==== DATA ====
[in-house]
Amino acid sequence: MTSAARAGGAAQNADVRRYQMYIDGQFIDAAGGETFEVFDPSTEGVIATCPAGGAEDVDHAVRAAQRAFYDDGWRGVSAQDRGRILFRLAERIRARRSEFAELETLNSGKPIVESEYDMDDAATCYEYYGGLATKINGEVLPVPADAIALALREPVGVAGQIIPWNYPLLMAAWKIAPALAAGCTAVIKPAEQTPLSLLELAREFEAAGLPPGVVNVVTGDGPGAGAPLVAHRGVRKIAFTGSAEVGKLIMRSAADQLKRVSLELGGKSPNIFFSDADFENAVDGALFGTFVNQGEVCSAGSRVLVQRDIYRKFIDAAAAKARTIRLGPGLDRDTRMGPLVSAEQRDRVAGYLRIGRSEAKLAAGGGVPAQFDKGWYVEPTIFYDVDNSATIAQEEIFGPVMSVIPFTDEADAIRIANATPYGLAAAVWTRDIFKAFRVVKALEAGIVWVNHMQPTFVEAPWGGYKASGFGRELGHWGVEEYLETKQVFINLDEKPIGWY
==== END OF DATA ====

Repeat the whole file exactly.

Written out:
[in-house]
Amino acid sequence: MTSAARAGGAAQNADVRRYQMYIDGQFIDAAGGETFEVFDPSTEGVIATCPAGGAEDVDHAVRAAQRAFYDDGWRGVSAQDRGRILFRLAERIRARRSEFAELETLNSGKPIVESEYDMDDAATCYEYYGGLATKINGEVLPVPADAIALALREPVGVAGQIIPWNYPLLMAAWKIAPALAAGCTAVIKPAEQTPLSLLELAREFEAAGLPPGVVNVVTGDGPGAGAPLVAHRGVRKIAFTGSAEVGKLIMRSAADQLKRVSLELGGKSPNIFFSDADFENAVDGALFGTFVNQGEVCSAGSRVLVQRDIYRKFIDAAAAKARTIRLGPGLDRDTRMGPLVSAEQRDRVAGYLRIGRSEAKLAAGGGVPAQFDKGWYVEPTIFYDVDNSATIAQEEIFGPVMSVIPFTDEADAIRIANATPYGLAAAVWTRDIFKAFRVVKALEAGIVWVNHMQPTFVEAPWGGYKASGFGRELGHWGVEEYLETKQVFINLDEKPIGWY